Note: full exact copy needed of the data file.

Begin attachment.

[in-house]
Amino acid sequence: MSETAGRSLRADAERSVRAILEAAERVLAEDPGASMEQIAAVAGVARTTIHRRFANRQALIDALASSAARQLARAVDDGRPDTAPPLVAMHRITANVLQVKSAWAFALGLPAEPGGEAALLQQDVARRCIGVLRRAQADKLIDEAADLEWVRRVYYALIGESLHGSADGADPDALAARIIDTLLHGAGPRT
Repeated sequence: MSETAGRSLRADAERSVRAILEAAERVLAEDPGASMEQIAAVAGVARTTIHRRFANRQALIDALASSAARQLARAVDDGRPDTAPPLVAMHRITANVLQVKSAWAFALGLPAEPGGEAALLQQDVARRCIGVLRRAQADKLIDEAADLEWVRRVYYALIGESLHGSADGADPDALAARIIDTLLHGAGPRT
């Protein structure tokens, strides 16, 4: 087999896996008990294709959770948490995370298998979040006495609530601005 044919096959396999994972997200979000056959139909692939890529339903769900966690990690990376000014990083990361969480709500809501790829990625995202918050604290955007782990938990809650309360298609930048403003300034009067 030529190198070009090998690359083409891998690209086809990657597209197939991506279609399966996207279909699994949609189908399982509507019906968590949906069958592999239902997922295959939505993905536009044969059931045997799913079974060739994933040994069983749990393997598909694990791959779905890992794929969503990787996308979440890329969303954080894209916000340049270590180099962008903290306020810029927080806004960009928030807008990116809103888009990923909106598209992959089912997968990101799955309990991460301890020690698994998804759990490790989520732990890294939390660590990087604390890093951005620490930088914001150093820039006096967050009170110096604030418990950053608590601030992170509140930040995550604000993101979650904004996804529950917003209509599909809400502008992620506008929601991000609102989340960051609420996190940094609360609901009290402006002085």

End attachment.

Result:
[in-house]
Amino acid sequence: MSETAGRSLRADAERSVRAILEAAERVLAEDPGASMEQIAAVAGVARTTIHRRFANRQALIDALASSAARQLARAVDDGRPDTAPPLVAMHRITANVLQVKSAWAFALGLPAEPGGEAALLQQDVARRCIGVLRRAQADKLIDEAADLEWVRRVYYALIGESLHGSADGADPDALAARIIDTLLHGAGPRT
Repeated sequence: MSETAGRSLRADAERSVRAILEAAERVLAEDPGASMEQIAAVAGVARTTIHRRFANRQALIDALASSAARQLARAVDDGRPDTAPPLVAMHRITANVLQVKSAWAFALGLPAEPGGEAALLQQDVARRCIGVLRRAQADKLIDEAADLEWVRRVYYALIGESLHGSADGADPDALAARIIDTLLHGAGPRT
């Protein structure tokens, strides 16, 4: 087999896996008990294709959770948490995370298998979040006495609530601005 044919096959396999994972997200979000056959139909692939890529339903769900966690990690990376000014990083990361969480709500809501790829990625995202918050604290955007782990938990809650309360298609930048403003300034009067 030529190198070009090998690359083409891998690209086809990657597209197939991506279609399966996207279909699994949609189908399982509507019906968590949906069958592999239902997922295959939505993905536009044969059931045997799913079974060739994933040994069983749990393997598909694990791959779905890992794929969503990787996308979440890329969303954080894209916000340049270590180099962008903290306020810029927080806004960009928030807008990116809103888009990923909106598209992959089912997968990101799955309990991460301890020690698994998804759990490790989520732990890294939390660590990087604390890093951005620490930088914001150093820039006096967050009170110096604030418990950053608590601030992170509140930040995550604000993101979650904004996804529950917003209509599909809400502008992620506008929601991000609102989340960051609420996190940094609360609901009290402006002085």